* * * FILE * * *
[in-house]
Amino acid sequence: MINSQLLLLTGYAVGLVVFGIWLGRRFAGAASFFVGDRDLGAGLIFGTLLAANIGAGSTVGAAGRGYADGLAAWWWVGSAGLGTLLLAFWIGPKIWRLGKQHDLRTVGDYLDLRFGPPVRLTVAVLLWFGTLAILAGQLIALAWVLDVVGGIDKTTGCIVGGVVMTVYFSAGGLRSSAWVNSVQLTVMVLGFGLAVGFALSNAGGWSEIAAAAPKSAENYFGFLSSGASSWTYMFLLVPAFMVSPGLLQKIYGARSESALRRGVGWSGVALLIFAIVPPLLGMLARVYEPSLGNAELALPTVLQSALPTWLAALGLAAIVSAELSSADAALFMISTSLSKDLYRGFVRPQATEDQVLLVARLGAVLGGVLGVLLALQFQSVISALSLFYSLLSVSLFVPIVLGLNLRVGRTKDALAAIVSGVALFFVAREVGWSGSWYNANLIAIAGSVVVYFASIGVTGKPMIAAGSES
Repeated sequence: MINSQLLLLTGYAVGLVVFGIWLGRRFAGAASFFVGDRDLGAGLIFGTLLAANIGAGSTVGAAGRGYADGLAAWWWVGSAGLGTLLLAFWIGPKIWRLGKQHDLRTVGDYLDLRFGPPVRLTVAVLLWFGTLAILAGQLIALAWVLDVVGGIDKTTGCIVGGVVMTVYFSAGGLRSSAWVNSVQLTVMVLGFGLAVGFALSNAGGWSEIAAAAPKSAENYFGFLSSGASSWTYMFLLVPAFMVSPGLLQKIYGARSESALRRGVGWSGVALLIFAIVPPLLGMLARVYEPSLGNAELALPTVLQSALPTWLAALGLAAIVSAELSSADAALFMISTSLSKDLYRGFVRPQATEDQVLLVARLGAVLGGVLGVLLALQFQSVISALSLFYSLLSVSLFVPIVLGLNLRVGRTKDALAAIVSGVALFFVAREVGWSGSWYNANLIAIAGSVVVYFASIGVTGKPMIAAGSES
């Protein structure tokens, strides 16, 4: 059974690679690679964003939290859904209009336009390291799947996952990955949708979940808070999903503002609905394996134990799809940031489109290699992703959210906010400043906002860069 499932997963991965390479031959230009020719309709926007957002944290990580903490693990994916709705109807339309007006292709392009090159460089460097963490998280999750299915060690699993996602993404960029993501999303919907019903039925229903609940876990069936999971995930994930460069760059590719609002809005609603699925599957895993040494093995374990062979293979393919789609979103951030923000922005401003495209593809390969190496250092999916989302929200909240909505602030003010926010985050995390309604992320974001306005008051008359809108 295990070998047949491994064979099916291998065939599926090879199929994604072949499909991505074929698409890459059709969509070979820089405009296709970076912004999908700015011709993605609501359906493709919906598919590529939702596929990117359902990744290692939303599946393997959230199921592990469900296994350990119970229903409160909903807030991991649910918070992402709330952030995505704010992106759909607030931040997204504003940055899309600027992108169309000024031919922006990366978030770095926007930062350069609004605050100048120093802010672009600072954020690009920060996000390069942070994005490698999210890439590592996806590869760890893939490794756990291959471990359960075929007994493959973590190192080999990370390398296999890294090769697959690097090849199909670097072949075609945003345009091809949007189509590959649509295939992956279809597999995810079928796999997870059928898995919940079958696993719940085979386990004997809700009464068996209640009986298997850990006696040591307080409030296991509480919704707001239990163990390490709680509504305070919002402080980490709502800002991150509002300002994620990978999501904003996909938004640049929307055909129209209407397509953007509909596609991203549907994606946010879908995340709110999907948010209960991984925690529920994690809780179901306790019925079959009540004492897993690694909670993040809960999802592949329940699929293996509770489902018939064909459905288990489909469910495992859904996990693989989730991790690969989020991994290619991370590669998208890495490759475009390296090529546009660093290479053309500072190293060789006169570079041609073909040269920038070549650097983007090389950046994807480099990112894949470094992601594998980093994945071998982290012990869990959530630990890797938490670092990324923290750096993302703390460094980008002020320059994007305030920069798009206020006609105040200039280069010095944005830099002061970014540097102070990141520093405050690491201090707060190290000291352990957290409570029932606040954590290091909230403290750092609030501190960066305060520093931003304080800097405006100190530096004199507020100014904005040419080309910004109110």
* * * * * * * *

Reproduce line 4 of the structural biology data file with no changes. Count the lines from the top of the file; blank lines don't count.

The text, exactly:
């Protein structure tokens, strides 16, 4: 059974690679690679964003939290859904209009336009390291799947996952990955949708979940808070999903503002609905394996134990799809940031489109290699992703959210906010400043906002860069 499932997963991965390479031959230009020719309709926007957002944290990580903490693990994916709705109807339309007006292709392009090159460089460097963490998280999750299915060690699993996602993404960029993501999303919907019903039925229903609940876990069936999971995930994930460069760059590719609002809005609603699925599957895993040494093995374990062979293979393919789609979103951030923000922005401003495209593809390969190496250092999916989302929200909240909505602030003010926010985050995390309604992320974001306005008051008359809108 295990070998047949491994064979099916291998065939599926090879199929994604072949499909991505074929698409890459059709969509070979820089405009296709970076912004999908700015011709993605609501359906493709919906598919590529939702596929990117359902990744290692939303599946393997959230199921592990469900296994350990119970229903409160909903807030991991649910918070992402709330952030995505704010992106759909607030931040997204504003940055899309600027992108169309000024031919922006990366978030770095926007930062350069609004605050100048120093802010672009600072954020690009920060996000390069942070994005490698999210890439590592996806590869760890893939490794756990291959471990359960075929007994493959973590190192080999990370390398296999890294090769697959690097090849199909670097072949075609945003345009091809949007189509590959649509295939992956279809597999995810079928796999997870059928898995919940079958696993719940085979386990004997809700009464068996209640009986298997850990006696040591307080409030296991509480919704707001239990163990390490709680509504305070919002402080980490709502800002991150509002300002994620990978999501904003996909938004640049929307055909129209209407397509953007509909596609991203549907994606946010879908995340709110999907948010209960991984925690529920994690809780179901306790019925079959009540004492897993690694909670993040809960999802592949329940699929293996509770489902018939064909459905288990489909469910495992859904996990693989989730991790690969989020991994290619991370590669998208890495490759475009390296090529546009660093290479053309500072190293060789006169570079041609073909040269920038070549650097983007090389950046994807480099990112894949470094992601594998980093994945071998982290012990869990959530630990890797938490670092990324923290750096993302703390460094980008002020320059994007305030920069798009206020006609105040200039280069010095944005830099002061970014540097102070990141520093405050690491201090707060190290000291352990957290409570029932606040954590290091909230403290750092609030501190960066305060520093931003304080800097405006100190530096004199507020100014904005040419080309910004109110």